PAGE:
At this point, it is important to note that the motives for Muslims to engage
in dialogue with non-Muslims have their roots embedded not in the recent
past, but date back to the seventh century. Dialogue is not a civilized virtue
of modern times, but rather a duty upon every Muslim, who is following the
footsteps of the Prophet of Islam. Dialogue is not a temporary activity, but a way of living that spans a lifetime. In the very first days of his mission, the
Prophet sought every possible means of communication with his fellow townsmen; despite fierce opposition and in the face of all kinds of dangers and threats, he was the one who took the first step and initiated “dialogue.” This attitude was not only limited to the Mecca period when Muslims were few in number and powerless to defend themselves. The Blessed Prophet sent aid to Mecca when his hometown was suffering a deadly famine; this happened when Muslims had won battles against Meccan pagans and the city state of Islam was laying its foundations more strongly than any other establishment in the Arabian Peninsula. It is also well known that the Prophet’s shield was in the custody of a Jew when he passed away; he never stopped making peaceful contacts with non Muslims.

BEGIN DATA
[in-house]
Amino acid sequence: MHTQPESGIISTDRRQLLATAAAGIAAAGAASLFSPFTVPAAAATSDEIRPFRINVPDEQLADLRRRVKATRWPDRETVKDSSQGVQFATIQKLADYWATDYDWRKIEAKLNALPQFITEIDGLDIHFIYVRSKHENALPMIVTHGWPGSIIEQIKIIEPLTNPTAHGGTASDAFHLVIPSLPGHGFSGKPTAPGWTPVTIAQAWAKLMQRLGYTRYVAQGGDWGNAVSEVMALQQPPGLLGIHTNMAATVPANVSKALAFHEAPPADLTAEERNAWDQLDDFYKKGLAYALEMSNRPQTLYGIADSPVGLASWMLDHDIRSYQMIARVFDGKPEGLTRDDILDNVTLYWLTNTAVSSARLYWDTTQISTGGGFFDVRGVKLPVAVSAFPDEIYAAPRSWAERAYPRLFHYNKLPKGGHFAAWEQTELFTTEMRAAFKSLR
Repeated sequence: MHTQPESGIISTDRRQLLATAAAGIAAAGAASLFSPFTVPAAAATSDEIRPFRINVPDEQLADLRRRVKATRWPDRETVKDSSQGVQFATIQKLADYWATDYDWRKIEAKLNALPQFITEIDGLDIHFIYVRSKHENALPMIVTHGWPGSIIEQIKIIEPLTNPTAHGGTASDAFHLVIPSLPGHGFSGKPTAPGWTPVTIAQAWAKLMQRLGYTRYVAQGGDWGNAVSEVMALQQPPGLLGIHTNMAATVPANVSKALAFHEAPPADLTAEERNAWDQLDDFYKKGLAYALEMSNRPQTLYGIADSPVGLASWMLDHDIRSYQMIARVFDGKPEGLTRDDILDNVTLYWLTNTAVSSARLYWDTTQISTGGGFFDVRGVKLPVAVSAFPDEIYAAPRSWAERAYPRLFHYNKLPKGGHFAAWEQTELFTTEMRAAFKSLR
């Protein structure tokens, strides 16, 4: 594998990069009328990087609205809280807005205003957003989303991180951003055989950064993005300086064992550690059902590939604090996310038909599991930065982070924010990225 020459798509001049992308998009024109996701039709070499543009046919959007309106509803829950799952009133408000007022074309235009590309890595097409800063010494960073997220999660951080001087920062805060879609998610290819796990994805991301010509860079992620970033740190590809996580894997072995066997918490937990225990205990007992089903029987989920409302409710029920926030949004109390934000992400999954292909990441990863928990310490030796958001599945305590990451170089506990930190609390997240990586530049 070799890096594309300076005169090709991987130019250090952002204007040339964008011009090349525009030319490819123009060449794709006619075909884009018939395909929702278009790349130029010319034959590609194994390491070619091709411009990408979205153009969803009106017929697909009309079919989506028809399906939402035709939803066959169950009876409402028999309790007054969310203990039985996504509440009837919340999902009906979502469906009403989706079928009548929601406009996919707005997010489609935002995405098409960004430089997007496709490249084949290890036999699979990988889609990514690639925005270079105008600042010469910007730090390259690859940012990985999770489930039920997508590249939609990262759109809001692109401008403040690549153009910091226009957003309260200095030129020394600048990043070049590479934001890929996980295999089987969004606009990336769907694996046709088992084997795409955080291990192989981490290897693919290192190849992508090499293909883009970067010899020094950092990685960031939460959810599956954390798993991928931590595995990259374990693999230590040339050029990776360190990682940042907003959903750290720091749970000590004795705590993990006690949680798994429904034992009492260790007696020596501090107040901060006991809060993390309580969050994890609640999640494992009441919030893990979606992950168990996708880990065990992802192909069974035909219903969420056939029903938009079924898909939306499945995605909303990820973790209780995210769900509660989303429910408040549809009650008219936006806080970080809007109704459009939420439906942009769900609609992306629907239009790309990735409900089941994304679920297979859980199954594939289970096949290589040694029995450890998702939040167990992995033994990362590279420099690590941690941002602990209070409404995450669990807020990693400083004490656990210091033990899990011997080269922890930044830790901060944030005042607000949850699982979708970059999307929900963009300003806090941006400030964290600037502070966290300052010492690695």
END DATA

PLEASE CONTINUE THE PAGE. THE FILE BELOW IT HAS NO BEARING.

Some of the articles in this issue focus on some significant concepts like
tolerance, jihad, and dialogue between Muslims and Christians. The lead article shows believers how to respond to “. . . the coarsest thoughts and the crudest ideas, without losing our temper.” “Mildness is reminded in such situations we cannot tolerate, a kind of mildness presented in the Qur’an as “gentle words” which “is the result of a tender heart, a gentle approach, and mild behavior.”
Galymzhan Kirbassov analyzes Huntington’s “clash of civilizations” theory.
Studying interstate disputes during the post-Cold War period, his analysis proposes a qualitative result that conflicts occur more because of other reasons than civilizational differences. Evan Radford’s piece explores the Islamic concept of “jihad” that is highly unpopular in the West. Radford thinks this unpopularity is a result of misinformation; Westerners and some extremists have misinterpreted jihad and use this concept as a veil and as a means to legitimatize their politically motivated violent activities.